Unformatted text preview: s is
ΣFy = −T sin16.0° − T′ sin 16.0° = −(21 N) sin 16.0° − (21 N) sin 16.0° = −11.6 N
The magnitude F of the net force exerted on the tooth is
F= ( ΣFx ) + ( ΣFy )
2 2 2
2
= ( 0 N ) + ( −11.6 N ) = 11.6 N 196 FORCES AND NEWTON'S LAWS OF MOTION ______________________________________________________________________________
56. REASONING At first glance there seems to be very little information given. However, it
is enough. In part a of the drawing the bucket is hanging stationary and, therefore, is in
equilibrium. The forces acting on it are its weight and the two tension forces from the rope.
There are two tension forces from the rope, because the rope is attached to the bucket handle
at two places. These three forces must balance, which will allow us to determine the weight
of the bucket. In part b of the drawing, the bucket is again in equilibrium, since it is
traveling at a constant velocity and, therefore, has no acceleration. The forces acting on the
bucket now are its weight and a single tension force from the rope, and they again must
balance. In part b, there is only a single tension force, because the rope is attached to the
bucket handle only at one place. This will allow us to determine the tension in part b, since
the weight is known.
SOLUTION Let W be the weight of the bucket, and let T be the tension in the rope as the
bucket is being pulled up at a constant velocity. The freebody diagrams for the bucket in
parts a and b of the drawing are as follows:
T
92.0 N 92.0 N W W Freebody diagram for
part a Freebody diagram for
part b Since the bucket in part a is in equilibrium, the net force acting on it is zero. Taking upward
to be the positive direction, we have
Σ F = 92.0 N + 92.0 N − W = 0 or W = 184 N Similarly, in part b we have
ΣF = T − W = 0 or T = W = 184 N Chapter 4 Problems 57. 197 SSM REASONING AND SOLUTION The free body diagram for the plane is shown
below to the left. The figure at the right shows the forces resolved into components parallel
to and perpendicular to the line of motion of the plane. L L T R T R
W θ W sin θ W cos θ If the plane is to continue at constant velocity, the resultant force must still be zero after the
fuel is jettisoned. Therefore (using the directions of T and L to define the positive
directions),
T – R – W(sin θ) = 0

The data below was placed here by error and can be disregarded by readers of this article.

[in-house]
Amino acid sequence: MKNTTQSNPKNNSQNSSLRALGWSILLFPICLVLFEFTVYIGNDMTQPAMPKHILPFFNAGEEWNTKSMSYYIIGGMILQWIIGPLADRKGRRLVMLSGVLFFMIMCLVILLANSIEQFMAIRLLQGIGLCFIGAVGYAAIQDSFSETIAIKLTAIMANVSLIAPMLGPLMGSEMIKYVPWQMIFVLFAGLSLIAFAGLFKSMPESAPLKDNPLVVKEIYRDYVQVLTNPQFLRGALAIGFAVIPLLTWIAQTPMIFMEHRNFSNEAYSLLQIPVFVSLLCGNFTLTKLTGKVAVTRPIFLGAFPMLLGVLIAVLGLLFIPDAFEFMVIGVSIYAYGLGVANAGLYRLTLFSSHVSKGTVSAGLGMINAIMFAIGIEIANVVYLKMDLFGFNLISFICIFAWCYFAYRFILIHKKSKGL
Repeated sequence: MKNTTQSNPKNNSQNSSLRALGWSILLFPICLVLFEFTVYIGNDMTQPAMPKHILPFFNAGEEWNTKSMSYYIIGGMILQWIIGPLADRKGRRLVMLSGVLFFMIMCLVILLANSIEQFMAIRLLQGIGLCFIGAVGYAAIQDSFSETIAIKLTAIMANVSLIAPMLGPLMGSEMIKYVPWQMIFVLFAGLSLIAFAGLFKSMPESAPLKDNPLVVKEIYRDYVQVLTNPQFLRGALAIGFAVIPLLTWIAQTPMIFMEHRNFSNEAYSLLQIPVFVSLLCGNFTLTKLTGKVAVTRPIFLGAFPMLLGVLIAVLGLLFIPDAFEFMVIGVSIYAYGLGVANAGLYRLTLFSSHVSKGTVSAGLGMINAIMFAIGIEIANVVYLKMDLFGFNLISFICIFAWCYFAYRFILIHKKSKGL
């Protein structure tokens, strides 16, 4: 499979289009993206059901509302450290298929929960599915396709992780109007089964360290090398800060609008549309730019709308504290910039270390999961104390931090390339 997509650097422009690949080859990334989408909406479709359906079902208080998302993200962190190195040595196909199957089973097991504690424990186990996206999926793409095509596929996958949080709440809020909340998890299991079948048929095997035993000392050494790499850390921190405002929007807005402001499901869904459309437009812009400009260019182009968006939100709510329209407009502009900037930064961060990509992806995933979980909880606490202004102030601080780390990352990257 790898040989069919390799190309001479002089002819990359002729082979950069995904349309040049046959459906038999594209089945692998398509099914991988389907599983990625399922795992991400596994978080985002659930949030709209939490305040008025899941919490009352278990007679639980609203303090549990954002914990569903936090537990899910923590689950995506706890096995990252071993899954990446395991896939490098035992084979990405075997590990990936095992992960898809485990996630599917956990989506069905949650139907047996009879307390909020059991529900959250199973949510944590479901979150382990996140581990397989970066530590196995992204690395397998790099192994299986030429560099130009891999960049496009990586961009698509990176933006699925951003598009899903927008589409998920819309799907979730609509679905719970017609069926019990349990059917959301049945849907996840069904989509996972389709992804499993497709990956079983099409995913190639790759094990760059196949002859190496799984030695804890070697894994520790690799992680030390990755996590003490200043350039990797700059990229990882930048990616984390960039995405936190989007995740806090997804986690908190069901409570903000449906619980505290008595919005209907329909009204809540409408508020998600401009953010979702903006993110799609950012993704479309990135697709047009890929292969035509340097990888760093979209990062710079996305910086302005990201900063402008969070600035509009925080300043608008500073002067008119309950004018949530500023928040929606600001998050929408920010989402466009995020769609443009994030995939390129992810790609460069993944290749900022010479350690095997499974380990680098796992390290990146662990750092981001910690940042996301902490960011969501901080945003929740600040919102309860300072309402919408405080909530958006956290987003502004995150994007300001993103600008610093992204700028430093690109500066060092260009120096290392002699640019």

(1)
L – W (cos θ) = 0
(2)
From Example 13, before the fuel is jettisoned, the weight of the plane is 86 500 N, the
thrust is 103 000 N, and the lift is 74 900 N. The force of air resistance is the same before
and after the fuel is jettisoned and is given in Example 13 as R = 59 800 N.
After the fuel is jettisoned, W = 86 500 N – 2800 N = 83 700 N
From Equation (1) above, the thrust after the fuel is jettisoned is
T = R + W (sin θ) = [(59 800 N) + (83 700 N)(sin 30.0°)] = 101 600 N
From Equation (2), the lift after the fuel is jettisoned is
L = W (cos θ) = (83 700 N)(cos 30.0°) = 72 500 N
a. The pilot must, therefore, reduce the thrust by
103 000 N – 101 600 N = 1400 N
b. The pilot must reduce the lift by
74 900 N – 72 500 N = 2400 N
____________________________________________________________________________________________ 198 FORCES AND NEWTON'S LAWS OF MOTION 58. REASONING The worker is standing still. Therefore,
he is in equilibrium, and the net force acting on him is
zero. The static frictional force fs that prevents him from
slipping points upward along the roof, an angle of θ
degrees above the horizontal; we choose this as the −x
direction (see the freebody diagram). The normal force
FN is perpendicular to the roof and thus has no x
component. But the gravitational force mg of the earth
on the worker points straight down, and thus has a
component parallel to the roof. We will use this freebody diagram and find the worker’s mass m by applying
Newton’s second law with the acceleration equal to zero. +y
FN fs mg sin θ θ +x
mg θ
Freebody diagram of the worker SOLUTION The static frictional force fs points in the −x direction, and the x component of
the worker’s weight mg points in the +x direction. Because there are no other forces with x
components, and the worker’s acceleration is zero, these two forces must balance each
other. The x component of the worker’s weight is mg sin θ, therefore fs = mg sin θ. Solving
this relation for the worker’s mass, we obtain m= fs g sin θ = 390 N (9.80 m/s2 )(sin 36o ) = 68 kg 59. REASONING The sum of the angles the right and left surfaces
+y
make with the horizontal and the angle between the two surface
F1
F2
must be 180.0°. Therefore, the angle that the left surface makes
with respect to the horizontal is 180.0° − 90.0° − 45.0° = 45.0°. In
45.0°
45.0°
the freebody diagram of the wine bottle, the x axis is the
+x
horizontal. The force each surface exerts on the bottle is
perpendicular to the surfaces, so both forces are directed 45.0°
above the horizontal. Letting the surface on the right be surface 1,
W
and the surface on the left be surface 2, the forces F1 and F2 a...
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 Spring '13
 CHASTAIN
 Physics, Pythagorean Theorem, Force, The Lottery, Right triangle, triangle

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